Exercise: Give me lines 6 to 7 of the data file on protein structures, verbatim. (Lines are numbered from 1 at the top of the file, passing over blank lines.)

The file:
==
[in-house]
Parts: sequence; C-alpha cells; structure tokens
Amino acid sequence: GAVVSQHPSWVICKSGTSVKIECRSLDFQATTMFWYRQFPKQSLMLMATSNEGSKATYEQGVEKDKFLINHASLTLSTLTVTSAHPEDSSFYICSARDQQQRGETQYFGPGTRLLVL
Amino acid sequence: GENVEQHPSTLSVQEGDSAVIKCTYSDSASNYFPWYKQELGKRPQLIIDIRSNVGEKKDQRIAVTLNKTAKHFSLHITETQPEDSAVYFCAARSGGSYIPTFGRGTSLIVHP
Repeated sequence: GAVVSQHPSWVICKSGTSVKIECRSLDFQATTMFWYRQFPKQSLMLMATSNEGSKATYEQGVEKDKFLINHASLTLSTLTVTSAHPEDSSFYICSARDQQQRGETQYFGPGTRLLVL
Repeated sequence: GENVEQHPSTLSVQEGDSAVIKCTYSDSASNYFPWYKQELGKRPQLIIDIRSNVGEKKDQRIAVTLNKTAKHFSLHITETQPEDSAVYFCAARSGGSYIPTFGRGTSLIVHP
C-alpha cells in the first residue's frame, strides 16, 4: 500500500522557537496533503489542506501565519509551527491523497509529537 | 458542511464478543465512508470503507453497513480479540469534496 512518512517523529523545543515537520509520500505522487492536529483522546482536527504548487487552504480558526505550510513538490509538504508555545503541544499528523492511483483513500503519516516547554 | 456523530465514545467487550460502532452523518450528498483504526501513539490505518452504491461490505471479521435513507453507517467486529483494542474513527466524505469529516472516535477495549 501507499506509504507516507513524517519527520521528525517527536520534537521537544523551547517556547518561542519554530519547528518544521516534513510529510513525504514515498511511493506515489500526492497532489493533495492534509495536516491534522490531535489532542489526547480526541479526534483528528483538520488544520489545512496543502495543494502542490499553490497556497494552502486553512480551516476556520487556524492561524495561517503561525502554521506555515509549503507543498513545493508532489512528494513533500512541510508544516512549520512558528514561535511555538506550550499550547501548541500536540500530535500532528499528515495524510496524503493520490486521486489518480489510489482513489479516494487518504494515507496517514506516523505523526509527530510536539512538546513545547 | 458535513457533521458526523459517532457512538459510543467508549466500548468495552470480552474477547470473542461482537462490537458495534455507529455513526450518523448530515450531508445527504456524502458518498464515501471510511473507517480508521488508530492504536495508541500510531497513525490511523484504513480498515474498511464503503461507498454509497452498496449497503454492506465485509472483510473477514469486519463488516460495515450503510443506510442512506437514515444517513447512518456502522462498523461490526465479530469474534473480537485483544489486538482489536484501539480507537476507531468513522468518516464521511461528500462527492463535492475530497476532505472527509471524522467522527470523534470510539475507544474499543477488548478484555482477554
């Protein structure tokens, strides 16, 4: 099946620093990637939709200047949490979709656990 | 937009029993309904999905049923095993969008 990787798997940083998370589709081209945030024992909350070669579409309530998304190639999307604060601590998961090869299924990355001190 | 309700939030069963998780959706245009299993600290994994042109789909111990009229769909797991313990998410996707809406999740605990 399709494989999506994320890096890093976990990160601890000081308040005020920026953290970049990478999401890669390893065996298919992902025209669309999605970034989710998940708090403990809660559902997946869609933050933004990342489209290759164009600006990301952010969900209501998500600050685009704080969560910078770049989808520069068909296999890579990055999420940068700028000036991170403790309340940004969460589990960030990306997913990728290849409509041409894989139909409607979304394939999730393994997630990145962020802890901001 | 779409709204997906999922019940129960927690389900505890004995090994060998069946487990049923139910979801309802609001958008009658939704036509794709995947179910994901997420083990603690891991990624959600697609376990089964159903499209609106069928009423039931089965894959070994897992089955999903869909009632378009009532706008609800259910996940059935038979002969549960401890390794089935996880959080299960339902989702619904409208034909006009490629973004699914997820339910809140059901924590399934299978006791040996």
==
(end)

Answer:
Repeated sequence: GENVEQHPSTLSVQEGDSAVIKCTYSDSASNYFPWYKQELGKRPQLIIDIRSNVGEKKDQRIAVTLNKTAKHFSLHITETQPEDSAVYFCAARSGGSYIPTFGRGTSLIVHP
C-alpha cells in the first residue's frame, strides 16, 4: 500500500522557537496533503489542506501565519509551527491523497509529537 | 458542511464478543465512508470503507453497513480479540469534496 512518512517523529523545543515537520509520500505522487492536529483522546482536527504548487487552504480558526505550510513538490509538504508555545503541544499528523492511483483513500503519516516547554 | 456523530465514545467487550460502532452523518450528498483504526501513539490505518452504491461490505471479521435513507453507517467486529483494542474513527466524505469529516472516535477495549 501507499506509504507516507513524517519527520521528525517527536520534537521537544523551547517556547518561542519554530519547528518544521516534513510529510513525504514515498511511493506515489500526492497532489493533495492534509495536516491534522490531535489532542489526547480526541479526534483528528483538520488544520489545512496543502495543494502542490499553490497556497494552502486553512480551516476556520487556524492561524495561517503561525502554521506555515509549503507543498513545493508532489512528494513533500512541510508544516512549520512558528514561535511555538506550550499550547501548541500536540500530535500532528499528515495524510496524503493520490486521486489518480489510489482513489479516494487518504494515507496517514506516523505523526509527530510536539512538546513545547 | 458535513457533521458526523459517532457512538459510543467508549466500548468495552470480552474477547470473542461482537462490537458495534455507529455513526450518523448530515450531508445527504456524502458518498464515501471510511473507517480508521488508530492504536495508541500510531497513525490511523484504513480498515474498511464503503461507498454509497452498496449497503454492506465485509472483510473477514469486519463488516460495515450503510443506510442512506437514515444517513447512518456502522462498523461490526465479530469474534473480537485483544489486538482489536484501539480507537476507531468513522468518516464521511461528500462527492463535492475530497476532505472527509471524522467522527470523534470510539475507544474499543477488548478484555482477554